• Overlooked risk contingencies during estimating — When there aren’t backup plans for working around or through the external factors, the risk to your project budget goes up even more. Those plans are ideally developed during the estimating phase as outside risks are identified, not as they’re occurring when time is short, tensions are high, and resources are limited. They can lessen the likelihood, or at least the severity, of cost overruns that show up in your cost performance index value.
  • Scope creep — It’s not unusual for new features to be added as a project unfolds. It’s when they’re unaccounted for in the estimate that leads to cost overruns. An effective way to rein in this practice is to assess the impact of requested changes on the original budget and allow the change if it doesn’t dramatically increase costs.
  • Labor productivity — One reason for a decrease in productivity levels, and therefore skewed CPI, could be a result of inaccurate staffing. When doing the initial estimate, look to past projects to more accurately forecast labor needs. Did overtime result from a task being understaffed? Or did the opposite happen, where there were too many underutilized craftspeople? Another reason for reduced productivity numbers: insufficient tracking of labor costs. In this case, adopting construction timesheet software can help better track labor rates, job costing and workloads.
  • Your current CPI calculation method — If the method you’re using tends to be unreliable or inaccurate, it might be due to calculating CPI manually using spreadsheets, and/or inadvertently using outdated or incorrect data. Software with performance reporting capabilities represents a step up from this, doing all the CPI math for you and giving you more cost certainty.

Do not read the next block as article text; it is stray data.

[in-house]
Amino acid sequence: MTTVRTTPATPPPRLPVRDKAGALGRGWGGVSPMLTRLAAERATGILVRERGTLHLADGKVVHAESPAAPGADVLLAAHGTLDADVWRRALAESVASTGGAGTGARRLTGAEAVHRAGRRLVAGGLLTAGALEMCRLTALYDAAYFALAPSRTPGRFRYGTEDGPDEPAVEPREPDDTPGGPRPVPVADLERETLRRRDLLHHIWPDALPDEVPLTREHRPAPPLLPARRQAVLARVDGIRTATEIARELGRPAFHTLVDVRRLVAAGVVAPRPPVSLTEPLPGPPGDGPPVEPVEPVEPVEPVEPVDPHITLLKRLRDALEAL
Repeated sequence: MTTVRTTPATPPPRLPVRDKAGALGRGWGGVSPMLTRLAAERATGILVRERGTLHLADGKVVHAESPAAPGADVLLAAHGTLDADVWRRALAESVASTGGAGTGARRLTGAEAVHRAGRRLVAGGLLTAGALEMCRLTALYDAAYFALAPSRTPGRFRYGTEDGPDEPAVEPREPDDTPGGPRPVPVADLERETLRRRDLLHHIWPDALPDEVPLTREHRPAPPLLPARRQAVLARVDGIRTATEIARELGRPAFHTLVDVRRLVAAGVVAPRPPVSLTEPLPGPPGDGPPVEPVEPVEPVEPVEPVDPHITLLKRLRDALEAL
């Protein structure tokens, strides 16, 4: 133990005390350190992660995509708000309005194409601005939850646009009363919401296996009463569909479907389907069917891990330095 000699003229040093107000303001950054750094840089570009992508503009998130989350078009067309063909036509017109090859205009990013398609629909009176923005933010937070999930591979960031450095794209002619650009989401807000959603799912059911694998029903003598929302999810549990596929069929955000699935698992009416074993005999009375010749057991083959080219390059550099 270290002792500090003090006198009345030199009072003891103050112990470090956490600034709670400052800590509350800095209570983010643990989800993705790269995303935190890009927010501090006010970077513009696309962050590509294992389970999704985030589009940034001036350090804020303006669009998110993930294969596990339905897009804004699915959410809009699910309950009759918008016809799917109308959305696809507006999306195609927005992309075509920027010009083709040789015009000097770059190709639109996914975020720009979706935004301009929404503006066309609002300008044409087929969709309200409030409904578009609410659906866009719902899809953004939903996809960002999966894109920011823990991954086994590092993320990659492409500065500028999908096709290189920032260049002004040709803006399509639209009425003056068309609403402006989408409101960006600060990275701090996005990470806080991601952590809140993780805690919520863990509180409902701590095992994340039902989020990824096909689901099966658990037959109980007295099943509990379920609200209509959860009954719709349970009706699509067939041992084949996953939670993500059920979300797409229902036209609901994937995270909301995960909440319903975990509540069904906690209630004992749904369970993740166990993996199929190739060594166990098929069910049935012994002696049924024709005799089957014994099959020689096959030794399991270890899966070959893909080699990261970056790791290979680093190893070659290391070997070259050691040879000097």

While some of these factors directly affect the estimate rather than the cost performance index itself, it’s the estimate that provides the source values for calculating that CPI that helps you monitor the ongoing financial efficiency of your project once it’s begun.

 

Track your CPI regularly

Treat your CPI metric as a warning system that something is amiss, so you have the time and opportunity to address it. But don’t wait for your CPI to wave a red flag to give it the attention it needs. Even when your cost performance index is relatively stable (within the CPI operating range determined at the outset of your project), it’s a good idea to continue tracking it often. Why? Because keeping an eye out for swings within that range enables you to recognize emerging conditions that could lead to possible cost overruns.

You may gain some insights into the value of ongoing tracking by reviewing past projects and asking some honest questions.

  • What factors did occur that threatened or actually affected your project budget?
  • What was the impact on the project budget?
  • Were you monitoring your CPI regularly?
  • Were there any overlooked signs that, in hindsight, indicated something might happen?
  • How did you remedy any trends that you did notice that did/could impact your CPI?
  • Did you have contingency plans already in place? If so, how well did they work?
  • Did you calculate CPI using construction software that identifies cost trends?

Construction software can help you answer some of these questions about your cost performance index. A solution that gives you more control over your project performance, like InEight Report, is effective in helping you analyze your key metrics through real-time reporting that spots issues so you can address them immediately. Request a demo to see how Report can help you more closely and accurately track all your project performance.